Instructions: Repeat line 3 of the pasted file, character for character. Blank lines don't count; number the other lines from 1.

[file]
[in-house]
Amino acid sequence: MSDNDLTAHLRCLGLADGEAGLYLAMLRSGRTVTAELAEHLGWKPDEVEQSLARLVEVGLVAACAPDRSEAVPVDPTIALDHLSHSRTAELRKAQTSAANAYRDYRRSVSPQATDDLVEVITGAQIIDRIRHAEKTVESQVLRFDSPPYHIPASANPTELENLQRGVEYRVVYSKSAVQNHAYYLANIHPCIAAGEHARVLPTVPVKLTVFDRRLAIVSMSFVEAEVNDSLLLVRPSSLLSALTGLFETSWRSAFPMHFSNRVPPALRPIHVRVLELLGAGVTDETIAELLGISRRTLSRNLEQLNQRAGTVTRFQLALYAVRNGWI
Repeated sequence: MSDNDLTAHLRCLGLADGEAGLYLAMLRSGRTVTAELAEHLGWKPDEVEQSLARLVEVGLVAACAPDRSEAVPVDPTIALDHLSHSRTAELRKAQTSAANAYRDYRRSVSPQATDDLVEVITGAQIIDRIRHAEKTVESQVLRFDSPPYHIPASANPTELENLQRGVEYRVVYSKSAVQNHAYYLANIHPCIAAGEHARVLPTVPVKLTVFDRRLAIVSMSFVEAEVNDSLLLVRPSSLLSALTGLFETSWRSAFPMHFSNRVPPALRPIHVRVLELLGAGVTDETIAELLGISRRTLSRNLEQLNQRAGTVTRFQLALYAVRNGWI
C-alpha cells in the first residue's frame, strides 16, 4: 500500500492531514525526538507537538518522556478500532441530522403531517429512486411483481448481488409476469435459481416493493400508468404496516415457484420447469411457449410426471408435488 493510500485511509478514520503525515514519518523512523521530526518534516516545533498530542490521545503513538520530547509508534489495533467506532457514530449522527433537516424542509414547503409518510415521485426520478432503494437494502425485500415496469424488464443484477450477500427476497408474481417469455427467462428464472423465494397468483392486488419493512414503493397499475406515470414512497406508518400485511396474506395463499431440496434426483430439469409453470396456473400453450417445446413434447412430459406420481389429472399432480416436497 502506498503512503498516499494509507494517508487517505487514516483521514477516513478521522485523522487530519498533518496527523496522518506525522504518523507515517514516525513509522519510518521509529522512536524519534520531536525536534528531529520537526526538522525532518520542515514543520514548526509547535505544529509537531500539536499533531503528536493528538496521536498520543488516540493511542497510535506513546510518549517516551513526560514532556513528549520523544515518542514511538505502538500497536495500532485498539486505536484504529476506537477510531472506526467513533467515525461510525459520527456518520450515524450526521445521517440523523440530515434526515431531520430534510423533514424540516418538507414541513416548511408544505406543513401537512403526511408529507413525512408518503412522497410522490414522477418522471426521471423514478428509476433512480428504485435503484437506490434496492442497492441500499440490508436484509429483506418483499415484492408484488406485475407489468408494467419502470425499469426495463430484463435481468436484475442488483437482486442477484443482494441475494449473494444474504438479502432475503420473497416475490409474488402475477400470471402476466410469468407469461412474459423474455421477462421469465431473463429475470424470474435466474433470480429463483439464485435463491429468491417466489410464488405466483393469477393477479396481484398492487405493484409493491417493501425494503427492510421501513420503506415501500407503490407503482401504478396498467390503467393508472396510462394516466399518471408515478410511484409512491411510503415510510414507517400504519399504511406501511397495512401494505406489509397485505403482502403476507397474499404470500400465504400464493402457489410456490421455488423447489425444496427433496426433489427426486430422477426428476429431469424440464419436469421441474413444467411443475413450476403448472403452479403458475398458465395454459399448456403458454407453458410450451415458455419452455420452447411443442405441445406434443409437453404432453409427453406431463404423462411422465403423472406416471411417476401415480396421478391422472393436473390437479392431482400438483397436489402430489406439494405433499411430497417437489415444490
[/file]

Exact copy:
Repeated sequence: MSDNDLTAHLRCLGLADGEAGLYLAMLRSGRTVTAELAEHLGWKPDEVEQSLARLVEVGLVAACAPDRSEAVPVDPTIALDHLSHSRTAELRKAQTSAANAYRDYRRSVSPQATDDLVEVITGAQIIDRIRHAEKTVESQVLRFDSPPYHIPASANPTELENLQRGVEYRVVYSKSAVQNHAYYLANIHPCIAAGEHARVLPTVPVKLTVFDRRLAIVSMSFVEAEVNDSLLLVRPSSLLSALTGLFETSWRSAFPMHFSNRVPPALRPIHVRVLELLGAGVTDETIAELLGISRRTLSRNLEQLNQRAGTVTRFQLALYAVRNGWI